Occasionally you get asked to review some pieces of music that really stretch your previous boundaries in music listening and these two offerings from Machinefabriek were a welcome surprise,  both of them opening up new sonic horizons that would otherwise have remained unexplored.

Machinefabriek is Rutger Zuyderfelt,  a talented graphic artist and musician from Rotterdam, Holland, The Netherlands. Since 2004 his output on the independant music scene has been prolific and as well as numerous self-published singles, EP’s and albums he has appeared on mainstream labels including Type, Home Normal, Digitalis, Dekorder, Low point and Fang Bomb, to name but a few.  

His music is difficult to pigeonhole and varies from the highly experimental to more approachable melodic pieces and usually involves manipulation of generated sound from a wide range of electronic and acoustic instruments.  Arguably his best works have resulted from a collaborative approach with other artists and it is just such a work, ‘The Hilary Jeffery Tape’ which I will look at first.  

This two track single is presented in the unusual cassette format and limited to 100 copies with mp3 downloads supplied after purchase of the cassette. Rutger has collborated in this venture with the trombonist Hilary Jeffery from Amsterdam who has appeared with the Kilimanjaro Dark Jazz Orchestra and lately with Kreepa, Lysn and Sand (Planet Mu and Adnoiseam labels).

We are firmly on experimental ground here with fairly melancholic trombone playing occasionally punctuated by loud cinematic and energetic blasts that are either extremely bassy, or pitched high so that they can be manipulated down by Rutger’s subtle electronic intervention.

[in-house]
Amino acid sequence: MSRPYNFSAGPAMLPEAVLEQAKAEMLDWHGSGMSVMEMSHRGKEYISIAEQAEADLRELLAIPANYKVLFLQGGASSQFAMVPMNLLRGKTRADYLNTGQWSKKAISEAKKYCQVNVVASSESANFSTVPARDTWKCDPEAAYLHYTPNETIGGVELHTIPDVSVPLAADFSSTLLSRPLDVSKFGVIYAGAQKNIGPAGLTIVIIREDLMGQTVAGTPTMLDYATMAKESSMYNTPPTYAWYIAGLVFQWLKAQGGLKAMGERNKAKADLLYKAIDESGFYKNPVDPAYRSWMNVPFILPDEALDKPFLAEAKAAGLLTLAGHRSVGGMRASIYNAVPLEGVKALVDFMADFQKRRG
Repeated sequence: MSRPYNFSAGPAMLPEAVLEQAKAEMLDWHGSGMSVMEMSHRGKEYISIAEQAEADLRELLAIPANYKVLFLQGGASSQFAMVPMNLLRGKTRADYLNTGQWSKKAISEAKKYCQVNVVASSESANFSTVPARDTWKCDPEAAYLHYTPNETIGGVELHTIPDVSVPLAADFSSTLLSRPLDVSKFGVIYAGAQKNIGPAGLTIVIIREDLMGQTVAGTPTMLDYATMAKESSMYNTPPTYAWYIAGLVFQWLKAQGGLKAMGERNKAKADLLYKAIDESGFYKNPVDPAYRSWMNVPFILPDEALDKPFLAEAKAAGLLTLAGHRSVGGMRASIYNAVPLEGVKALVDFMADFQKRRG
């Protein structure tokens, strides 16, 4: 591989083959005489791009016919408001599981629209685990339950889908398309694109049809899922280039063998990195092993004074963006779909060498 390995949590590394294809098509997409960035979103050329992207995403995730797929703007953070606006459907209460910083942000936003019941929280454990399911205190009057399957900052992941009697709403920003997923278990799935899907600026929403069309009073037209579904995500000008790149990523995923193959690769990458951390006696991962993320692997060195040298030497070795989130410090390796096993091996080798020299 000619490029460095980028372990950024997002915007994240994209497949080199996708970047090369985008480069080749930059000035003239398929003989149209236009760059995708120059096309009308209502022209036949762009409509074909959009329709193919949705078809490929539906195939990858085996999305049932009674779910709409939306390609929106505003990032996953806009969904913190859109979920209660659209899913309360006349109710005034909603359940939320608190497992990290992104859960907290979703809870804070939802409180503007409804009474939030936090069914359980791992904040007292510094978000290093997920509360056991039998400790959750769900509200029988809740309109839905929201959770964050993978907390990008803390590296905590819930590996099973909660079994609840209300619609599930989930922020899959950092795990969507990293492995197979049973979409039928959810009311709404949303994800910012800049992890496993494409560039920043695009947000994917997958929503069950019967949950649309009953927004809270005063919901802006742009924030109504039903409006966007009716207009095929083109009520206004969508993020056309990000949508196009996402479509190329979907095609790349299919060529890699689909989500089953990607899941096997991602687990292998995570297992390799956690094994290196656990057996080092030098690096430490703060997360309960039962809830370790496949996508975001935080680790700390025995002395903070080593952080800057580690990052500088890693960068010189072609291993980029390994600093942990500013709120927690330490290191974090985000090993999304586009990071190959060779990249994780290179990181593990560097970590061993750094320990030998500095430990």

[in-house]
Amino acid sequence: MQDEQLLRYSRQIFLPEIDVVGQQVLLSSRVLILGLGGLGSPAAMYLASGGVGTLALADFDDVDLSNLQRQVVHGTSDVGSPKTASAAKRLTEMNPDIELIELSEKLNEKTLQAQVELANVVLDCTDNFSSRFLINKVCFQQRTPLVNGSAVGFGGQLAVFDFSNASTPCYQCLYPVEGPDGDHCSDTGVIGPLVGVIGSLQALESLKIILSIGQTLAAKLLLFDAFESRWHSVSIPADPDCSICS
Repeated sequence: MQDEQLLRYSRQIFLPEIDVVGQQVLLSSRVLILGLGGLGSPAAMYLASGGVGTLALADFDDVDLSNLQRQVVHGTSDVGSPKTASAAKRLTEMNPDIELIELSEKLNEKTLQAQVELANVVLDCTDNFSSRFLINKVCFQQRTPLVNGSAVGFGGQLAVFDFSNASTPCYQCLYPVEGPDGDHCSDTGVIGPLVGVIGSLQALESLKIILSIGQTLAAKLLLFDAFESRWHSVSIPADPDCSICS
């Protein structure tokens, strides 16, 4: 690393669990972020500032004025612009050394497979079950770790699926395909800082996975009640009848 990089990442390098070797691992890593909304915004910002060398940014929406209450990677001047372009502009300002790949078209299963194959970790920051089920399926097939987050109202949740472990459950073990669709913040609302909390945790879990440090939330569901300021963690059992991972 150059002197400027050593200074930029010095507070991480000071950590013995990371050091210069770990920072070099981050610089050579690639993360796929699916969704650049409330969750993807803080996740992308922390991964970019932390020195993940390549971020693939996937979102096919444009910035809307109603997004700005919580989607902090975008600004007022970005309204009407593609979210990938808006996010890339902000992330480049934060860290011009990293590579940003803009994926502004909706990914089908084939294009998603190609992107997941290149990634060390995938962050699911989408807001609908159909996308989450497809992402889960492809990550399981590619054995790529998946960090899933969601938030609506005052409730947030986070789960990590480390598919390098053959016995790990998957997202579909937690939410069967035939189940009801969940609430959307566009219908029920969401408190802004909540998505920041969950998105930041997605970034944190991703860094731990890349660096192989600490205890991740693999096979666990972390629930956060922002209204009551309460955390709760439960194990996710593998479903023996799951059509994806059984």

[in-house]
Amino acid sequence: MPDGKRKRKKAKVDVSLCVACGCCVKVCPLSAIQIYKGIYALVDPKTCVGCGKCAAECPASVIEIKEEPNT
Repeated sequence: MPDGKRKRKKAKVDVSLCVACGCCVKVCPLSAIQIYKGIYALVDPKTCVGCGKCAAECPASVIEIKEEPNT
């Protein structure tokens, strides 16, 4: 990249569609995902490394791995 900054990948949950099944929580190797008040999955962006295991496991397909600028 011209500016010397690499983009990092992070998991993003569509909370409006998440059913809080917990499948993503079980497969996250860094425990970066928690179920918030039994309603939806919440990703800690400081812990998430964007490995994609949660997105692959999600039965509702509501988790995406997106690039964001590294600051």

Hilary is the more unconventional of the two tracks and we are treated to a variety of applied effects which make the trombone resonate, turn into a pulsing beat, or flatten out into more familiar drone territory. There is a wonderful airy descending drone effect towards the end of the track which terminates in a high pitched whistle and I suspect that even Hilary’s own breathing in between played parts has been manipulated to become part of the music.  

Jeffery opens with a piercing blast on the trombone at the start, but then turns into a gentle warble and eerie tremble accompanied by string like drones. At one point the trombone breaks out from the background drone like a liner clearing a fog bank and produces a resounding wave of bass that hits you in the stomach. This is the better track on the release for me and is a truly fluid symbiosis of trombone and electronic experimentation.

The two tracks do demand to be replayed so that you can  pick up all the nuances of sound treatment which are interwoven with the trombone playing to great effect.

The Hilary Jeffery Tape by Machinefabriek (MF014). Cassette Single limited to 100 copies with free mp3’s on purchase. Brown carton arigato pack. 6 Euro inc. shipping worldwide. http://www.machinefabriek.nu/Duotoon is a highly experimental solo work by Machinefabriek which explores the micro-tonal world of the humble sine wave. The piece is said to be inspired by Alvin Lucier and Steinbruchel and was computer generated using the now abandoned Soundedit software which was a basic sound editor produced for the MAC. The whole piece develops over 19 minutes from a single frequency via added harmonics and timbres then back to the single frequency. It opens with what sounds like the sine wave reference tone from a TV test card, but is perhaps more akin to the 440Hz, or ‘Concert A’ as it is called, tuning tone corresponding to the note A above middle C.

This rather cold and uninteresting tone stays with us for the first 1:30 before being joined by another lower tone which gently oscillates and then becomes a base tone by 4:00. By 6 minutes in we have a base tone becoming punctuated by an increasing number of notes. The higher tones interweave, rise in pitch and oscillate in a gently pulsing motion then transform by 13:00 into a deep bassy rotating drone which is joined by a transmission type of  chattering which pans around a middle tone before fading out once more to the pure sine wave.

As an experimental piece and an exploration of the microsounds produced by the simplest of sound forms this is worth listening to, but I suspect the replay value will be limited. This CD is clearly aimed at determined fans and collectors of Machinefabriek’s work.

Duotoon by Machinefabriek (MF012). 3″ CD in duotone CD wallet. 7 Euro including worldwide postage. http://www.machinefabriek.nu/